1. Its nice to read that you had a good time

  2. There's a lot here you can't declare, but I cannot possibly say how pleased I am that there may or may not have been some fun-stuff-with-beverages involved without feeling too ill afterwards. Sounds a good time all round but also a bit of an eyeopener. And as the man said "The disabled are going to be in our faces from now on, and are not going away."

    No...we aren't. Hurrah!

  3. Sue, you ARE 'someone' of course. The best people are the ones whose egos don't get in the way.

  4. Goodness, Sue, haven't you yet realised just how many people are inspired by you (and Kaliya!). Without you both, the situation would have been so much more difficult for the disabled and their carers.

    So enjoy your memories of yesterday and remember - you earned every cheer and every clap the hard way. Through your own pain and difficulties, you have brought hope - and that is a wonderful thing to have done!

    Love and peace

  5. The government under-estimated the disabled. They failed to grasp that, for many, just getting through another excruciating day involves more raw courage than you'd ever be likely to find in generations of politicians. They thought they could scare the community with hardship, but what they fail to realise is that for many disabled folk hardship is just another day at the office. It looks bad still, very bad, but it ain't over till it's over :-)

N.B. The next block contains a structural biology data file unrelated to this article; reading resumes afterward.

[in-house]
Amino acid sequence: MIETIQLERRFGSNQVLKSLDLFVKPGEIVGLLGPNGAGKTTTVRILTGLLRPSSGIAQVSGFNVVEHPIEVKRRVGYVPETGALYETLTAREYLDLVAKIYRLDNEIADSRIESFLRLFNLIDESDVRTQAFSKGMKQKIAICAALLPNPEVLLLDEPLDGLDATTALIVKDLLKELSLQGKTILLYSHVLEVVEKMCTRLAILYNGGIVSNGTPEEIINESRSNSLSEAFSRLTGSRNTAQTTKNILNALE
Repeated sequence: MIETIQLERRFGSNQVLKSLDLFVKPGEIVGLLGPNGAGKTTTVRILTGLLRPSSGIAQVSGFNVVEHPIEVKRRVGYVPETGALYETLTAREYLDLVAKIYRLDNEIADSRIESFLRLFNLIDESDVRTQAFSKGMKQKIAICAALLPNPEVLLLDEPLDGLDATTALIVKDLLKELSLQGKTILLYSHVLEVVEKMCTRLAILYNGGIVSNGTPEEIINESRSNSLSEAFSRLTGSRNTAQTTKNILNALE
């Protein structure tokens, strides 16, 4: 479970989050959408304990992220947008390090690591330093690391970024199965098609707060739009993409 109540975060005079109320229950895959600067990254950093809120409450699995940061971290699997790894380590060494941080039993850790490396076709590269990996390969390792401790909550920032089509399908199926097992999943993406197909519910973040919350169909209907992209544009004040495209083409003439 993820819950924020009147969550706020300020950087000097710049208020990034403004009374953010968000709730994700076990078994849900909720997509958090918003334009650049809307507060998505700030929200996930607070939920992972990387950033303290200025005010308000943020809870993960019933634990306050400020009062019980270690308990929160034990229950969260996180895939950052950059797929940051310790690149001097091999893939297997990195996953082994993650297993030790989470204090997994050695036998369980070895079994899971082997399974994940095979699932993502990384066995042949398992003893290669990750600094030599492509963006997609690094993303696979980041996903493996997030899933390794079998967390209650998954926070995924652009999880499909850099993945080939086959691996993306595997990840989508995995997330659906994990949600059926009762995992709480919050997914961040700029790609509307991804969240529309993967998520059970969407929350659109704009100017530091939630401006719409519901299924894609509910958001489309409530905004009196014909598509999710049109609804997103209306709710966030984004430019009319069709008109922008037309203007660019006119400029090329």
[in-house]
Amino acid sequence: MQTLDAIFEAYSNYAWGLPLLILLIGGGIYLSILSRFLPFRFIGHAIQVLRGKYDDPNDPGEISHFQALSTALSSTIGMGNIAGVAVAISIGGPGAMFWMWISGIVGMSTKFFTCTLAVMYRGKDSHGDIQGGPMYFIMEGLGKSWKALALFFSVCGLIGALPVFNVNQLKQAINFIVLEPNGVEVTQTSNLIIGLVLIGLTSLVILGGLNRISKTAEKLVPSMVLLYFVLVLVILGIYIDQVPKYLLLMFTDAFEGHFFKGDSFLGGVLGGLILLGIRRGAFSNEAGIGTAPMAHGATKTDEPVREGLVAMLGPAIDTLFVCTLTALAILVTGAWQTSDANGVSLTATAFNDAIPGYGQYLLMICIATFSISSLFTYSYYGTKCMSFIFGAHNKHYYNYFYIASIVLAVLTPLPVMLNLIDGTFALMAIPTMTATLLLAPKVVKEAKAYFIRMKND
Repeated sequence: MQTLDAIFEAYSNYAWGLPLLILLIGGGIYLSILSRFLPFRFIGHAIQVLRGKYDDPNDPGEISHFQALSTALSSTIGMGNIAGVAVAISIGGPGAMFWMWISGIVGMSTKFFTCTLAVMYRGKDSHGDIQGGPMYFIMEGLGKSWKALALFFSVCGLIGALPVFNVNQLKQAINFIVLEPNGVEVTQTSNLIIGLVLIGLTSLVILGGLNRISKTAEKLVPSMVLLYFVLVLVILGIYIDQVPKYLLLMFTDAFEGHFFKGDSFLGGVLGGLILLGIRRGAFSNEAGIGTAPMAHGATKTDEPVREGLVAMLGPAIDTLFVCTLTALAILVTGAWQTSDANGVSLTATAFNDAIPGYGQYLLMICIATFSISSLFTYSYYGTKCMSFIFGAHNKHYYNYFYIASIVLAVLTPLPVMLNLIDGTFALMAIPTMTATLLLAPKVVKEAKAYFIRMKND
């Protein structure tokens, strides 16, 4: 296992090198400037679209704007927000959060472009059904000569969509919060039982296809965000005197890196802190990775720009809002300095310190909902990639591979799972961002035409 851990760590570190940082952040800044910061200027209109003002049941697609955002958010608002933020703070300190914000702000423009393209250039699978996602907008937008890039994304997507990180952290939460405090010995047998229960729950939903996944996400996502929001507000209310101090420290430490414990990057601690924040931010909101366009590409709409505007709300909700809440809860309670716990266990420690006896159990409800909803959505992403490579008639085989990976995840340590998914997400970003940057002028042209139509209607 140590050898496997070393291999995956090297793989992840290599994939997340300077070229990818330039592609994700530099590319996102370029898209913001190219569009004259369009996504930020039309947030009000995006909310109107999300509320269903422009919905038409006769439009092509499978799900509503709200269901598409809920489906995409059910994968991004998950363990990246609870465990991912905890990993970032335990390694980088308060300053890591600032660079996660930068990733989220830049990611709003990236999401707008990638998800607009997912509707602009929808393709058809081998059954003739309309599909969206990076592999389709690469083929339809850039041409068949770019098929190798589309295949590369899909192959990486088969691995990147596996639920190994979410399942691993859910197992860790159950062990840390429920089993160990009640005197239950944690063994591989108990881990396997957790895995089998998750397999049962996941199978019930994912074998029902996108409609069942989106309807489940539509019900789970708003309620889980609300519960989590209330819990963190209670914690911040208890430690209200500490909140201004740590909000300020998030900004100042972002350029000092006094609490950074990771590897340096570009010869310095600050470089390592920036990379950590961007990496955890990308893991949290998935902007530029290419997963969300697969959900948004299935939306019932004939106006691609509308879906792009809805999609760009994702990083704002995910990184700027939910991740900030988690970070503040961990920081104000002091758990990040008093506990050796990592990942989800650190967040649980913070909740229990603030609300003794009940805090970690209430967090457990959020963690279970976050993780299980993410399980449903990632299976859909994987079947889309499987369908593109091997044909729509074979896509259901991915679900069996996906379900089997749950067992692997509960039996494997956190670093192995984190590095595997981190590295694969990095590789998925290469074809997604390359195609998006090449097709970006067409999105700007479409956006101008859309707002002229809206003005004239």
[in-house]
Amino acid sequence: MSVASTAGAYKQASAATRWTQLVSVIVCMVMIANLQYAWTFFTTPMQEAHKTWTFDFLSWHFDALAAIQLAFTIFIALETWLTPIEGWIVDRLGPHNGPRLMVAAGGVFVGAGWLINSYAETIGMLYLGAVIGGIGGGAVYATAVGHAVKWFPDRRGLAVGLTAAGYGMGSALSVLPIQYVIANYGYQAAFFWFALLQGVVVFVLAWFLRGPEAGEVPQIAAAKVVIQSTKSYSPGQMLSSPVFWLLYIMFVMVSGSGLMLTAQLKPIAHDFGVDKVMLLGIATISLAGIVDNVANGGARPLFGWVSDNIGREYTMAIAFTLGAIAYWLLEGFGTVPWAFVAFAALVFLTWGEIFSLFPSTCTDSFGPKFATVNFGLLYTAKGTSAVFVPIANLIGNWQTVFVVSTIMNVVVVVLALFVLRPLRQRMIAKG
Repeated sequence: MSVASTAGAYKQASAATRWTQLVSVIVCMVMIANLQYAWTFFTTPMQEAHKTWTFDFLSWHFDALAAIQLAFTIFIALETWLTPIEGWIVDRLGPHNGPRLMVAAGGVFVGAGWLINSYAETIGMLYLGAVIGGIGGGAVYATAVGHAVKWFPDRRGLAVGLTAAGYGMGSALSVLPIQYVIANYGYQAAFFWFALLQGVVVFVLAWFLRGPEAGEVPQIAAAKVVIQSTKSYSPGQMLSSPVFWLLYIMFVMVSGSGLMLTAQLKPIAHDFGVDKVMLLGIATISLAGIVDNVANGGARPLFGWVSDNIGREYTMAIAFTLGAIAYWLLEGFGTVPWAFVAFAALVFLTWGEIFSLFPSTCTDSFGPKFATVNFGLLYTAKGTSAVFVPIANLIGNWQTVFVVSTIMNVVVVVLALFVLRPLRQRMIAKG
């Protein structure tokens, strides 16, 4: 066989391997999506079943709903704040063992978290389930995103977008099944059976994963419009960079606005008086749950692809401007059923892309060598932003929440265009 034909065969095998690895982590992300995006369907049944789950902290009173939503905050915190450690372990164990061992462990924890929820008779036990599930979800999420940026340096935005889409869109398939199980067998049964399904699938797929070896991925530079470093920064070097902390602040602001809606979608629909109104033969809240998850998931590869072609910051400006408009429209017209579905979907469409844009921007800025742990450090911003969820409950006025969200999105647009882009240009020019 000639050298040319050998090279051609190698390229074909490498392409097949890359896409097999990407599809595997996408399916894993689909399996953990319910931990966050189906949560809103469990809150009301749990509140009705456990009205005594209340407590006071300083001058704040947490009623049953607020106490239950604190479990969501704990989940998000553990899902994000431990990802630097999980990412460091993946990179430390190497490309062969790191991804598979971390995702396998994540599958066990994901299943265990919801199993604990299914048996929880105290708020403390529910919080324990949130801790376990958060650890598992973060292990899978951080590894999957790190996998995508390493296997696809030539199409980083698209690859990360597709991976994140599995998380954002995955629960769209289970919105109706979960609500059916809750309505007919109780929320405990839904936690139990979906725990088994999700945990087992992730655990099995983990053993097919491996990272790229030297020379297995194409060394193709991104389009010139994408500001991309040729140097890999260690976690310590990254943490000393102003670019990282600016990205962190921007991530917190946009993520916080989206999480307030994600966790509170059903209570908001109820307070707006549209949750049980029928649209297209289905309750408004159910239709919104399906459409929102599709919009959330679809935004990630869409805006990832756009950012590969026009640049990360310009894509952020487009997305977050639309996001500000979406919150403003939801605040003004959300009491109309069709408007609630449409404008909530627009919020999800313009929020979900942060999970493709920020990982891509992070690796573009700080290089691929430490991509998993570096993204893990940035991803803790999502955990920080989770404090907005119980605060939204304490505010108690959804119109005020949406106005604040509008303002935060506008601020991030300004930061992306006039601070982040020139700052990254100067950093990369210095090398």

6. keep on keeping on Sue!

  7. Sue You are an inspiration, finding this blog gave me hope that things may change and I felt I was not alone with my ESA50.

    I just wonder who will eventually play you and Kailya in 'Diary of a Benefits Scrounger - The Movie!
    (The films 'On Expenses' and 'Made in Daganham' gave me the idea.) LOL

  8. So glad you had a fun time! :) Best wishes from Liverpool

  9. Sue, following your blog has become very important to me. Chronic illness is a lonely journey and I feel less alone when I read your words. I'm in the middle of another ESA appeal and trying not to let it make my condition even worse. Thank you for fighting on in spite of the toll it has taken on you. You are very courageous and a hero to me and many others.

  10. The difference is Sue,you go public,you gave up your anonymity for us.

    So pleased you had a good time.I could not do what you do.

  11. Thank you Sue. This post has cheered my day up no end.

  12. Thankyou, Sue.